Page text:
London's West End is bustling like a beehive this Saturday evening as our coach deposits us outside Leicester Square tube station.
Some of these nocturnal venturers are hurrying to catch the book shop before it closes, or taste an overpriced, luke-warm, pre-theatre gin and tonic at the crowded bar before they watch Antony Sher as King Lear or Michael Watson as Frankie Valli in Jersey Boys.
Or maybe, they're just educated gentlefolk out on the town.
Little do they know that our little party – blending not entirely successfully into the youthful weekend buzz – has an invite to London Theatreland's inner sanctum.
The Garrick Club. Founded in 1831. A private members's club, established under the patronage of "the King's brother, the egalitarian Duke of Sussex". A palatial hideaway where "actors" and "gentlemen of refinement and education might meet on equal terms".
Now I know what you're thinking. The Garrick Club hasn't exactly joined the 21st century, having voted just last year to continue excluding women.
That decision caused headlines around the world. Not least because some of the current members include such thespians as Benedict Cumberbatch, Stephen Fry, Damian Lewis and Hugh Bonneville, plus politicians such as Britain's current Tory justice secretary, Michael Gove and his predecessor, Kenneth Clarke, as well as broadcasters such as Sir Trevor McDonald, Melvyn Bragg and Jeremy Paxman.
Paxman – once "blackballed" from joining the Garrick – at least had a typically caustic line ready to deliver as he joined the long voting line: "Bunch of old men? I'm in the right place then."
And yet the Garrick is one of the more liberal-spirited clubs in London.
Only yesterday I heard some of the horrific stories about White's (Britain's Prime Minister, David Cameron, resigned when Britain's oldest gentleman's club also continued its ban on women).
Fortunately Boodle's, a few metres down St James Street from White's, is altogether more enlightened.
According to our guide, Boodle's members were asked if they would vote not only for wives to be let in to dine, but to sleep in the historic upstairs rooms. The vote was positive, according to legend, until a lone hand went up.
If wives were allowed to sleep in the club, what about mistresses?
The story is almost certainly apocryphal but our guide swears the Boodle's committee went into emergency session before coming up with the perfect solution.
Yes, all mistresses would be allowed to sleep with their illicit partner at the club – as long as they were married to a current member.
This is the world we are about to venture into. And did I mention? Most of our party turning up at the Member's Entrance are women.
We're still allowed in, and not even begrudgingly, because the Garrick is closed to members and open for functions on Saturday nights.
We ascend the imposing staircase towards the bar, admiring the art collection the Garrick is so famous for.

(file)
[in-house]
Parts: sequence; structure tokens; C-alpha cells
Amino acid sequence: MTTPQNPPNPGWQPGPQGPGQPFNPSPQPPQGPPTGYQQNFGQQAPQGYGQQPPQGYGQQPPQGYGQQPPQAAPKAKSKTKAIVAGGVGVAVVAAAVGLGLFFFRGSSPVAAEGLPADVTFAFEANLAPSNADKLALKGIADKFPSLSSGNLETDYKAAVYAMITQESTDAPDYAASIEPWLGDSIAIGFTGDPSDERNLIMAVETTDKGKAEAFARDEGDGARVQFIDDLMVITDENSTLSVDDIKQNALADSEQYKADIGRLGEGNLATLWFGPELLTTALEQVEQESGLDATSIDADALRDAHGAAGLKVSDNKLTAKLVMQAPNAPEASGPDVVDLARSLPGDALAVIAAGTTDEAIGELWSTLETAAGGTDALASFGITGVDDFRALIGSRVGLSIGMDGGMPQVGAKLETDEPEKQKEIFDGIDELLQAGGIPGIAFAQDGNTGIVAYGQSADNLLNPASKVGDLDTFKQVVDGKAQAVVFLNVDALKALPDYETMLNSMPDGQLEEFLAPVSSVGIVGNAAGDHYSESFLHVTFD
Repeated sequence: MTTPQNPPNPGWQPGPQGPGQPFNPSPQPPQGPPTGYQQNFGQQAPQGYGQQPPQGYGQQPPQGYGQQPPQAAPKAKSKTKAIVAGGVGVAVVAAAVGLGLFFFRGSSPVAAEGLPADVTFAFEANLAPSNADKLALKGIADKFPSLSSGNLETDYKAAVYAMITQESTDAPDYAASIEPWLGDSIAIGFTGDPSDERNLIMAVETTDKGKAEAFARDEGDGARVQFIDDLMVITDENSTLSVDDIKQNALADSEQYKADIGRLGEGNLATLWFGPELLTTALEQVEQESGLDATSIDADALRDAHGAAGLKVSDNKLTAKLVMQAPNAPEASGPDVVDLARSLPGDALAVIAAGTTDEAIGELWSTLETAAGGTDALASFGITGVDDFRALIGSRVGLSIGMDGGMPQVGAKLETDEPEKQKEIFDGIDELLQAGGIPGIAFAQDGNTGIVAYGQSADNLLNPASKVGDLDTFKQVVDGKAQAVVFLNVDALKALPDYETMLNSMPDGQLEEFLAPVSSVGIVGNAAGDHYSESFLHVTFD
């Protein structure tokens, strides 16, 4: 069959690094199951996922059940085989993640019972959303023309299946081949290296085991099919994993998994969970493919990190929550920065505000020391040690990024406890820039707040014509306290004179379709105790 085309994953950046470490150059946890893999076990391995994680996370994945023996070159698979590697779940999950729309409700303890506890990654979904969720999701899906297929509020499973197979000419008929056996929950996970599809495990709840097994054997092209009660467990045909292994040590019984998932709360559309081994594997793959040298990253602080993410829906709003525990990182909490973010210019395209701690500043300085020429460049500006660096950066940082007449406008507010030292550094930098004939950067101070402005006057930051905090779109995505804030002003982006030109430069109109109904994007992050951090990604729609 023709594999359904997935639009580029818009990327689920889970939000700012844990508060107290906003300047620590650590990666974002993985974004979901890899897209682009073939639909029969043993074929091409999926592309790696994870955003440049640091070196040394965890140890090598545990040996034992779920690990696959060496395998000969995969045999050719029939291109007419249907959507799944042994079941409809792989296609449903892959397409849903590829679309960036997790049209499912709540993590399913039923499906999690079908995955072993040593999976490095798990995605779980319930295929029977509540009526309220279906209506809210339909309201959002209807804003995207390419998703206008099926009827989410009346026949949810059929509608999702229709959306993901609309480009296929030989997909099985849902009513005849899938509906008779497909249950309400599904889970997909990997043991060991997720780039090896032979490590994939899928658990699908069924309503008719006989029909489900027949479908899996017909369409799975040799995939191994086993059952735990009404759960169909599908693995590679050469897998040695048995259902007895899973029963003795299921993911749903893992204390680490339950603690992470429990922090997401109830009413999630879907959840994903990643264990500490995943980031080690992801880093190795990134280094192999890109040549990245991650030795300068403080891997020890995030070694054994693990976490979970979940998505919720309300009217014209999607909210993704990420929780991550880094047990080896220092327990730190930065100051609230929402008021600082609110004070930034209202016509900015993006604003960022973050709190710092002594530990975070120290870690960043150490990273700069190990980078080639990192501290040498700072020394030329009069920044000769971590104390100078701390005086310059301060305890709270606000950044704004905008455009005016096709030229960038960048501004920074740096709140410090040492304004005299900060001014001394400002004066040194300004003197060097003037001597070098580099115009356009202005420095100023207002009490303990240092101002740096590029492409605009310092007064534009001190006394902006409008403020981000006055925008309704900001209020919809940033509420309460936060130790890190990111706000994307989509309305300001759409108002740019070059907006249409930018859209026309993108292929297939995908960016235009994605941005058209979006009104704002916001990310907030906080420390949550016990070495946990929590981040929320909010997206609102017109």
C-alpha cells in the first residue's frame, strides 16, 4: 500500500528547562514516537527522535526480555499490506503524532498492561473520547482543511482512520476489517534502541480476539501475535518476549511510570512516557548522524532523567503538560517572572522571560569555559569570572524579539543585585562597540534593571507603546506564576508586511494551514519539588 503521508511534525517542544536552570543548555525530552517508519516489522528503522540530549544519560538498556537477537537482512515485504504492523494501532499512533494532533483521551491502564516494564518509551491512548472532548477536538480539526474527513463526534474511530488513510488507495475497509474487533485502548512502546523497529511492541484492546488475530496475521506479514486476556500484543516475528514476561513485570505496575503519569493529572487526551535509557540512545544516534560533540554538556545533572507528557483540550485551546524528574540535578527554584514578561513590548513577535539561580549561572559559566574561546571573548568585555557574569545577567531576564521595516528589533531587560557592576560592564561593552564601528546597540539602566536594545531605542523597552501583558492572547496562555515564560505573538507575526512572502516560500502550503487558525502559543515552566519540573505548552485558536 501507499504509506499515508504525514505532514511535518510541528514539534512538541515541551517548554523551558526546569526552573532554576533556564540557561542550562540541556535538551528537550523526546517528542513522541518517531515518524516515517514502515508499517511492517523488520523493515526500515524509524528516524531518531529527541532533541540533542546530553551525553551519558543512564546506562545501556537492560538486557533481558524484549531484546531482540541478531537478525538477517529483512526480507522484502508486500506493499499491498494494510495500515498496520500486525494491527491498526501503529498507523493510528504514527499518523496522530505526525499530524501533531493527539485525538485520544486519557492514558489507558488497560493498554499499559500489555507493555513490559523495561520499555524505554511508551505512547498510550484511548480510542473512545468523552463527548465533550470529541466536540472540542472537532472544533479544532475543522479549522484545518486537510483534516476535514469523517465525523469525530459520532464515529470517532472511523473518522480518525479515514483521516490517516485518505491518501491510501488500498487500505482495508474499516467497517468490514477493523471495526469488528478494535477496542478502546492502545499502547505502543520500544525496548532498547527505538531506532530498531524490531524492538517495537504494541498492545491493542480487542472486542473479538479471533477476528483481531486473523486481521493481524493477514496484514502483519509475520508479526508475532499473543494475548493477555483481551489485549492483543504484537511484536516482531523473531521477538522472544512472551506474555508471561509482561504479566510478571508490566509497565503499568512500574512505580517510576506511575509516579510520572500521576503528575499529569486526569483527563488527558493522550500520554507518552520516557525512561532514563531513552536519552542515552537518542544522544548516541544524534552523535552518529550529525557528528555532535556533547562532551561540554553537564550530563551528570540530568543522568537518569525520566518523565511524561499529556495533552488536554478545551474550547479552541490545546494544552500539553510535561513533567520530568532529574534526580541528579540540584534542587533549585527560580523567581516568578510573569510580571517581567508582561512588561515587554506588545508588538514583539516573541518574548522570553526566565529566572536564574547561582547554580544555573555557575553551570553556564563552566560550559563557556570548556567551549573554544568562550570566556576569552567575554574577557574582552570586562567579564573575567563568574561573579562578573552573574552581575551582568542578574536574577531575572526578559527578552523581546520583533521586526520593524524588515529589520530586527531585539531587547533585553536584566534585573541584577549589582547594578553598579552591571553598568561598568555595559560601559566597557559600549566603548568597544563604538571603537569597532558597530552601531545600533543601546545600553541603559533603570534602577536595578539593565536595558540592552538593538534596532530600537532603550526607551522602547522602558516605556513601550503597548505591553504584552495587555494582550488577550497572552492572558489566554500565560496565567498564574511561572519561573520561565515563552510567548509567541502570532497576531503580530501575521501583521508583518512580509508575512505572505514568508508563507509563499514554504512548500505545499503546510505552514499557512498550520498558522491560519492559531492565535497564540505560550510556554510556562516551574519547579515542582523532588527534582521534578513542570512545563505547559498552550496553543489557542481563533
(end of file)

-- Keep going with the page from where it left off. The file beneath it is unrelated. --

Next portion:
It's a sumptuous, spectacular interior – one third theatrical museum, one third conservative dining and drinking waterhole, and one third anachronistic elitist establishment.
But just look at the list of some previous (male) members, in order of their absence (through death):
Thackeray, Dickens, Trollope, JM Barrie, Sullivan and Gilbert, Sir Henry Irving, King Edward VII, AA Milne, Somerset Maugham, Noel Coward, WH Auden, PG Wodehouse. And moving on: Douglas Bader, Kenneth More, David Niven, John Betjeman, Richard Burton, Rex Harrison, John Gielgud, Alex Guinness, John Mills, Peter Ustinov and Richard Attenborough.
David Garrick, after whom the club is named, was never a member here of course. He died long before it opened. But his performance as Shakespeare's Richard III at the Goodman Field's Theatre in East London in 1741 is credited with both reviving The Bard's reputation as a playwright and establishing Garrick as the greatest British actor of his (or possibly any other) generation.
After a champagne reception and 30 minutes to inspect the amazing library and collection of busts, paintings and etchings of famous thespians (including women, forsook), we are summonsed down to the immaculate red-soaked dining room.
Here, we're greeted by three Versailles-length tables, surrounded wall-to-wall with portraits of actors and memorable productions. If we were members, we're told, we'd sit next to the last person on the table – whether we knew him or not.
But given we're Australians (with just a healthy dash of Kiwi), we somehow settle for our own table plan. More or less, boy-girl-boy-girl.
It's not original, nor dramatic. But it makes for more stimulating conversation, don't you think?
The Garrick Club, 15 Garrick Street, is midway between Leicester Square and Covent Garden underground stations.
Captain's Choice 17-day Bespoke British Isles tour leaves Portsmouth aboard the MS Hebridean Sky, as well as visiting London, Kirkwall, Edinburgh and the Outer Hebrides. From $22,270 per person, twin share, it departs Australia on June 4, 2017. Phone 1300 176 681 or see captainschoice.com.au
Steve Meacham travelled as guest of Captain's Choice.